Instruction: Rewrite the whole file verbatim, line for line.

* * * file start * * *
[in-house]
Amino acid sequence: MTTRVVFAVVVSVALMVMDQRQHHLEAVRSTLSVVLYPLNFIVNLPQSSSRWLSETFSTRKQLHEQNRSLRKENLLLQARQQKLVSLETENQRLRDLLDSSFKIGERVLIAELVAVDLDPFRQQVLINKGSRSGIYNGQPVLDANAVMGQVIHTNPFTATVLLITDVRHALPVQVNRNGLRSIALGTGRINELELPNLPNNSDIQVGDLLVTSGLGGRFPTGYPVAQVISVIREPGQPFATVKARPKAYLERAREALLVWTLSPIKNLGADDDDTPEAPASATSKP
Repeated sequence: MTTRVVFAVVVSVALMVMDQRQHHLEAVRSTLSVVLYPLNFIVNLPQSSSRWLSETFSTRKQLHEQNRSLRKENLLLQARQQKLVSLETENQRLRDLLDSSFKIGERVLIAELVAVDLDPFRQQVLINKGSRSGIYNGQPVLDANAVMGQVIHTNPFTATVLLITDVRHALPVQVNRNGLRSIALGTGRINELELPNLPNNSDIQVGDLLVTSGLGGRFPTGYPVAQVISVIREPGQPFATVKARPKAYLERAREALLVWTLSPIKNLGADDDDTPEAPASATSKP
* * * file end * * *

[in-house]
Amino acid sequence: MTTRVVFAVVVSVALMVMDQRQHHLEAVRSTLSVVLYPLNFIVNLPQSSSRWLSETFSTRKQLHEQNRSLRKENLLLQARQQKLVSLETENQRLRDLLDSSFKIGERVLIAELVAVDLDPFRQQVLINKGSRSGIYNGQPVLDANAVMGQVIHTNPFTATVLLITDVRHALPVQVNRNGLRSIALGTGRINELELPNLPNNSDIQVGDLLVTSGLGGRFPTGYPVAQVISVIREPGQPFATVKARPKAYLERAREALLVWTLSPIKNLGADDDDTPEAPASATSKP
Repeated sequence: MTTRVVFAVVVSVALMVMDQRQHHLEAVRSTLSVVLYPLNFIVNLPQSSSRWLSETFSTRKQLHEQNRSLRKENLLLQARQQKLVSLETENQRLRDLLDSSFKIGERVLIAELVAVDLDPFRQQVLINKGSRSGIYNGQPVLDANAVMGQVIHTNPFTATVLLITDVRHALPVQVNRNGLRSIALGTGRINELELPNLPNNSDIQVGDLLVTSGLGGRFPTGYPVAQVISVIREPGQPFATVKARPKAYLERAREALLVWTLSPIKNLGADDDDTPEAPASATSKP